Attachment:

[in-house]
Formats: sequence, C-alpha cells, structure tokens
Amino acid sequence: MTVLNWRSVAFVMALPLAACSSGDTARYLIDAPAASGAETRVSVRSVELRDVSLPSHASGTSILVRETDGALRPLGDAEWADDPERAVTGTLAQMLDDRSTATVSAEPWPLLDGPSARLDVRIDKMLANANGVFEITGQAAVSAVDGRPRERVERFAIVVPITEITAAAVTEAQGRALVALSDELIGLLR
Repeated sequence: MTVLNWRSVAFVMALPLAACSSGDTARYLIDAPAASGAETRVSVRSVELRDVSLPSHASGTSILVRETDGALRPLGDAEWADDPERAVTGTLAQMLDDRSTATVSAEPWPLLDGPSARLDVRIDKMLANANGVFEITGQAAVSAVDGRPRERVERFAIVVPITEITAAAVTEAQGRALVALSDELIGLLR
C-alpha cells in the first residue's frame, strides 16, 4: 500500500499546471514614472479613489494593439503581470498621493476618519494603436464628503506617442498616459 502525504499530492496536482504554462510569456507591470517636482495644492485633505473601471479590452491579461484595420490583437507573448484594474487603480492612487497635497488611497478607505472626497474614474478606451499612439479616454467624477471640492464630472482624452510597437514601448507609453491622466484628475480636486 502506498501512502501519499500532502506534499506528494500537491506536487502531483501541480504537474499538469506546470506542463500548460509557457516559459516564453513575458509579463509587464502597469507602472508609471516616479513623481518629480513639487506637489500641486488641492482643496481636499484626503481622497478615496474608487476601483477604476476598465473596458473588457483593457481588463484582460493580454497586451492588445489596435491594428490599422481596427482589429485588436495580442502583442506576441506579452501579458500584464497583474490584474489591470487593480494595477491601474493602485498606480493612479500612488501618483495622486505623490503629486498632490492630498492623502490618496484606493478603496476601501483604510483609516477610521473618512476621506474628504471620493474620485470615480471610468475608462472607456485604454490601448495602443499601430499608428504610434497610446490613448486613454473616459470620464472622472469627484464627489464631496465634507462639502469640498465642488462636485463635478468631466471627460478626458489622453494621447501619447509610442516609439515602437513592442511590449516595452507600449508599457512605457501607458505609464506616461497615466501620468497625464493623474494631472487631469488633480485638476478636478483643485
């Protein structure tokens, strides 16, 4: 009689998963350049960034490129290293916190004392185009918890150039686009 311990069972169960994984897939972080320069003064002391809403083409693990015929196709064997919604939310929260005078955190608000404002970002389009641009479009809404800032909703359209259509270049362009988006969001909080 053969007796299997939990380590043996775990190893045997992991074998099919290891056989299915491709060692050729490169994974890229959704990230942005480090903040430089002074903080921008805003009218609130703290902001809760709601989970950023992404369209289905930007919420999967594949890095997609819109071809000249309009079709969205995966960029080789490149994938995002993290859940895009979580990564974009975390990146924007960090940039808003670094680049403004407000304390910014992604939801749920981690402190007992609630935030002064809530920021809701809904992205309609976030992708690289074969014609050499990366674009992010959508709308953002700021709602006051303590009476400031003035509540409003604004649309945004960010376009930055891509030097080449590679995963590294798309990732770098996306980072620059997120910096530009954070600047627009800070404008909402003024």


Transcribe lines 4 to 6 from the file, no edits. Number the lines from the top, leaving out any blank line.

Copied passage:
Repeated sequence: MTVLNWRSVAFVMALPLAACSSGDTARYLIDAPAASGAETRVSVRSVELRDVSLPSHASGTSILVRETDGALRPLGDAEWADDPERAVTGTLAQMLDDRSTATVSAEPWPLLDGPSARLDVRIDKMLANANGVFEITGQAAVSAVDGRPRERVERFAIVVPITEITAAAVTEAQGRALVALSDELIGLLR
C-alpha cells in the first residue's frame, strides 16, 4: 500500500499546471514614472479613489494593439503581470498621493476618519494603436464628503506617442498616459 502525504499530492496536482504554462510569456507591470517636482495644492485633505473601471479590452491579461484595420490583437507573448484594474487603480492612487497635497488611497478607505472626497474614474478606451499612439479616454467624477471640492464630472482624452510597437514601448507609453491622466484628475480636486 502506498501512502501519499500532502506534499506528494500537491506536487502531483501541480504537474499538469506546470506542463500548460509557457516559459516564453513575458509579463509587464502597469507602472508609471516616479513623481518629480513639487506637489500641486488641492482643496481636499484626503481622497478615496474608487476601483477604476476598465473596458473588457483593457481588463484582460493580454497586451492588445489596435491594428490599422481596427482589429485588436495580442502583442506576441506579452501579458500584464497583474490584474489591470487593480494595477491601474493602485498606480493612479500612488501618483495622486505623490503629486498632490492630498492623502490618496484606493478603496476601501483604510483609516477610521473618512476621506474628504471620493474620485470615480471610468475608462472607456485604454490601448495602443499601430499608428504610434497610446490613448486613454473616459470620464472622472469627484464627489464631496465634507462639502469640498465642488462636485463635478468631466471627460478626458489622453494621447501619447509610442516609439515602437513592442511590449516595452507600449508599457512605457501607458505609464506616461497615466501620468497625464493623474494631472487631469488633480485638476478636478483643485
């Protein structure tokens, strides 16, 4: 009689998963350049960034490129290293916190004392185009918890150039686009 311990069972169960994984897939972080320069003064002391809403083409693990015929196709064997919604939310929260005078955190608000404002970002389009641009479009809404800032909703359209259509270049362009988006969001909080 053969007796299997939990380590043996775990190893045997992991074998099919290891056989299915491709060692050729490169994974890229959704990230942005480090903040430089002074903080921008805003009218609130703290902001809760709601989970950023992404369209289905930007919420999967594949890095997609819109071809000249309009079709969205995966960029080789490149994938995002993290859940895009979580990564974009975390990146924007960090940039808003670094680049403004407000304390910014992604939801749920981690402190007992609630935030002064809530920021809701809904992205309609976030992708690289074969014609050499990366674009992010959508709308953002700021709602006051303590009476400031003035509540409003604004649309945004960010376009930055891509030097080449590679995963590294798309990732770098996306980072620059997120910096530009954070600047627009800070404008909402003024």